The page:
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A Choosing Wisely approach to improve opioid prescribing

Opioids continue to be the primary drug associated with drug-related deaths in Australia with prescription opioids constituting the majority of unintentional deaths due to opioids since 2004. The Sunshine Coast Hospital and Health Service has applied a Choosing Wisely approach in the Emergency Department to address the problem.

An opioid-naïve person may be at risk of becoming a chronic user when prescribed an opioid, with the risk increasing with the length of the initial use. With around 80% of people using opioids for longer than 3 months experiencing at least one adverse effect from the medicine, ranging from mild to severe and even fatal, it is important to reduce the risk of chronic use.

caption (L-R): Kate Bennett, Critical Care and Surgical Services Pharmacy Team Leader, and Dr Andrew Clawson, Resident Medical Officer, Emergency Department.
Caption (L-R): Kate Bennett, Critical Care and Surgical Services Pharmacy Team Leader, and Dr Andrew Clawson, Resident Medical Officer, Emergency Department

Patients discharged from our Emergency Department are sometimes prescribed an opioid to manage acute pain – often immediate release oxycodone. A review pointed to Choosing Wisely principles that we could apply to the Emergency Department and we created a program with ambitious targets to educate prescribers, improve clinical handover and educate patients to improve opioid stewardship at our health service.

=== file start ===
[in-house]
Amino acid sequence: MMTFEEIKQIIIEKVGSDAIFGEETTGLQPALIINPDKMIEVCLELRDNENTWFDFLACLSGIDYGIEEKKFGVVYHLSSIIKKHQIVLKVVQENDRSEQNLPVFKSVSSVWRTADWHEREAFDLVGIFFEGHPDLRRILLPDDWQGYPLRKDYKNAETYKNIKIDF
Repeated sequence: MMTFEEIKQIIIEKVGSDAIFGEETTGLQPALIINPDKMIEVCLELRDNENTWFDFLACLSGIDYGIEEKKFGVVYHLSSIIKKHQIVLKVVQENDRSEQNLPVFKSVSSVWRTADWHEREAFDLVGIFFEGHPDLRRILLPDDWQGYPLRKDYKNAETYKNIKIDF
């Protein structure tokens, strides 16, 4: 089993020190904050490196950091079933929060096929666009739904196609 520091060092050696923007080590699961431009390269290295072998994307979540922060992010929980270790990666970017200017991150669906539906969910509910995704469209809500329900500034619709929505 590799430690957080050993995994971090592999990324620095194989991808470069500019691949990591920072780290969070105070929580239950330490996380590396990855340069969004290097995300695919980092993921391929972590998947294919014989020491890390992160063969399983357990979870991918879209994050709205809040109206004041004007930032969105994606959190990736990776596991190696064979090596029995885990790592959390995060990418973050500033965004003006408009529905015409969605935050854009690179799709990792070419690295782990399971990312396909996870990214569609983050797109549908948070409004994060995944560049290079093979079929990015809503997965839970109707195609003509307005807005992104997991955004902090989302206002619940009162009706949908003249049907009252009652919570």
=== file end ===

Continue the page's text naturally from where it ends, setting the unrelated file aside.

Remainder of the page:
• Educate prescribers: 90% of immediate release oxycodone scripts supplied at discharge should be for 10 or fewer tablets. Many prescriptions supplied at discharge were for 20 tablets which is much more than needed in most cases. Tablets that are prescribed and not used directly after discharge pose a risk as they could be redirected to inappropriate use.
  • Improve clinical handover: 90% of clinical handover letters to GPs should contain information about the opioid prescribed. Many clinical handover letters did not provide any information or only indicated ‘analgesia provided’. The GP needs to have comprehensive information as they will be the one caring for the patient going forward. Best practice clinical handover should also include the number of tablets to be taken and the timeframe, as well as detailing the de-escalation plan.
  • Educate patients: 90% of patients should be provided an education handout. This will trigger an informed discussion aligned with Choosing Wisely principles about the risks as well as potential benefits of opioids for acute pain, and set patient expectations around pain relief, possible side effects and that the opioid should only be used for a short period of time.

Consumers are always involved in the process of designing our programs and developing our resources, making sure we are asking the right questions and creating programs that meet their needs. As part of our opioid stewardship program, to support prescriber education we created a video to inform staff about the program and incorporated it into medical officer orientation training. We created a template for the discharge letter to the GP to support clinical handover, and we created a patient education pamphlet . These resources could be valuable for other organisations for their work around opioids.